The Rise of Fashion: A Reader

By Daniel Leonhard Purdy | Go to book overview

“Adornment” from Sociology (1908)

GEORG SIMMEL

Georg Simmel's short discourse on adornment contains the richest account of how clothes and jewels enhance the individual while giving pleasure to others. Several traditions of fashion commentary stand behind Simmel's analysis. In addition to his concern for the relationship between clothes and the body, his explanation of symbolic meaning implied by a garment's fit reminds one of the Enlightenment concern for how well a garment suits the body wearing it. Christian Garve and Simon Witte hover in the background of Simmel's arguments about the stiffness of elegant clothes. Like these eighteenth-century thinkers, Simmel understands how clothes that integrate with the body have a symbolic as well as a practical significance. Comfortable clothes fit the body well and therefore reveal too much about the person wearing them. Goethe's distinctions between art and craftwork resurface in Simmel's explanation of why practical utensils can never be considered artistic. Like almost every other German thinker of the nineteenth century, Simmel reveres the autonomy of art from all social necessity. If an object can be incorporated into some practical social function, then it fails to rise to the standard of art. He understands that adornments combine the aesthetic qualities of art with the socially useful character of ordinary household instruments. Clothes cannot divorce themselves from their utility, yet they clearly give a pleasurable sensation that is not explained as mere utility. Simmel's subtlety is shown in the fact that he never reduces adornment to a single principle. Fashion gives pleasure to others while boosting the ego of the person wearing it. He waltzes around this apparent contradiction so that in the end one is left to marvel at his own elegance as a writer.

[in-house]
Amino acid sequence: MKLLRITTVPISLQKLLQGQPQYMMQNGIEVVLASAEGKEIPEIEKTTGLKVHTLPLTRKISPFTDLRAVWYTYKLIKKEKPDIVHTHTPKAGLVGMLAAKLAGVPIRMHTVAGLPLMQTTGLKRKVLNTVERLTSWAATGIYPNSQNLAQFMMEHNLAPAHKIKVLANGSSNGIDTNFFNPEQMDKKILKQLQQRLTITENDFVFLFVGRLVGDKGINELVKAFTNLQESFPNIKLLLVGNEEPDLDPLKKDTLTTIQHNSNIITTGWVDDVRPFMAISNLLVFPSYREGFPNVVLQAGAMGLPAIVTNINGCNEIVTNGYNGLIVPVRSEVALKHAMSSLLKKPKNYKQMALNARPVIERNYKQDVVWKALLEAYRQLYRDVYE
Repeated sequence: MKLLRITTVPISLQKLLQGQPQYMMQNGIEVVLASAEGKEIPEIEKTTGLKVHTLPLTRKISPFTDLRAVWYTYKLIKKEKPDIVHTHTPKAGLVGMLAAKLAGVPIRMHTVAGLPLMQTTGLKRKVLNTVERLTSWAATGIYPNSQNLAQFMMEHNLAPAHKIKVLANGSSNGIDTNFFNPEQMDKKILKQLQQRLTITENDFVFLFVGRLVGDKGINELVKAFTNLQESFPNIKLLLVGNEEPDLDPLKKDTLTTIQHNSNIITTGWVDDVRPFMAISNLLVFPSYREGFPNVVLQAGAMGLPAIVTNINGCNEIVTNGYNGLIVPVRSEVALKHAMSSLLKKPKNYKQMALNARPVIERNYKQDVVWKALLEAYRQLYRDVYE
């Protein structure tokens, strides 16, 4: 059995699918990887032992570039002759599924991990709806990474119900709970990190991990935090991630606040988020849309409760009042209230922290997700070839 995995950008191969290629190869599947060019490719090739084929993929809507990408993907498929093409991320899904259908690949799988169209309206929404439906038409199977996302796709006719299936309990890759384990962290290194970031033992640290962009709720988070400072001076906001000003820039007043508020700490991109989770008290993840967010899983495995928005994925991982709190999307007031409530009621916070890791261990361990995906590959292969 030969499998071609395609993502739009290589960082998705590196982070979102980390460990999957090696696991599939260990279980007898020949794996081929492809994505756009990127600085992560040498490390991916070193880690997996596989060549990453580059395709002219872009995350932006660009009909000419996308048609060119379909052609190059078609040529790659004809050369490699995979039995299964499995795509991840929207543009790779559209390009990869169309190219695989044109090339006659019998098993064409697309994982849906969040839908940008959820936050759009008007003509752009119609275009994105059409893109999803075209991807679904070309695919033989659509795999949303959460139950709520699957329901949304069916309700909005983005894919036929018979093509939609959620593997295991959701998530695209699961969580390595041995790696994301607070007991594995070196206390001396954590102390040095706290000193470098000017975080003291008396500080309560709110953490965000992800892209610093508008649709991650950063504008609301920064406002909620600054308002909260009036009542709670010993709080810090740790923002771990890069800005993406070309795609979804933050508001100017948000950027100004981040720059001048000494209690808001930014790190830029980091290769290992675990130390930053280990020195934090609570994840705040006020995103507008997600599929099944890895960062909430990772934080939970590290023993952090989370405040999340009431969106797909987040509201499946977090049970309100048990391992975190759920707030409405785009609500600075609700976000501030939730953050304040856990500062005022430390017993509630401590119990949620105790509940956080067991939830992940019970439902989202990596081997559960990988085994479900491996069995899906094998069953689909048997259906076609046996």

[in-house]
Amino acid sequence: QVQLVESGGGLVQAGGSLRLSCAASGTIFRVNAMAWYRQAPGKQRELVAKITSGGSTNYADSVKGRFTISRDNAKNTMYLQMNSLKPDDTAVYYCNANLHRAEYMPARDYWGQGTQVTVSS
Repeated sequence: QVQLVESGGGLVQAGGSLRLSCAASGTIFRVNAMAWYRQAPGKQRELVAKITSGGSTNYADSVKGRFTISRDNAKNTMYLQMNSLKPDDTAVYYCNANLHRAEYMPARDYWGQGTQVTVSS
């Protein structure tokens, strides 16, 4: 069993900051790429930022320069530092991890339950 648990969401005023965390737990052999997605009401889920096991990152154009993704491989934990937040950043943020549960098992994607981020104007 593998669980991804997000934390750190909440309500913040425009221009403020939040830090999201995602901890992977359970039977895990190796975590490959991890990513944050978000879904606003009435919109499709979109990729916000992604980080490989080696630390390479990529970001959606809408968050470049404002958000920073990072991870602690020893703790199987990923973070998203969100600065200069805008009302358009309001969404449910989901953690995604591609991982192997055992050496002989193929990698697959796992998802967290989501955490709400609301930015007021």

Georg Simmel was born in downtown Berlin in 1858. He earned his doctorate from the university in Berlin in 1885 and began his academic career there as an unpaid lecturer in philosophy, although an inheritance allowed him to lead a comfortable bourgeois life. The consummate cosmopolitan, he lectured at the university while participating in the literary

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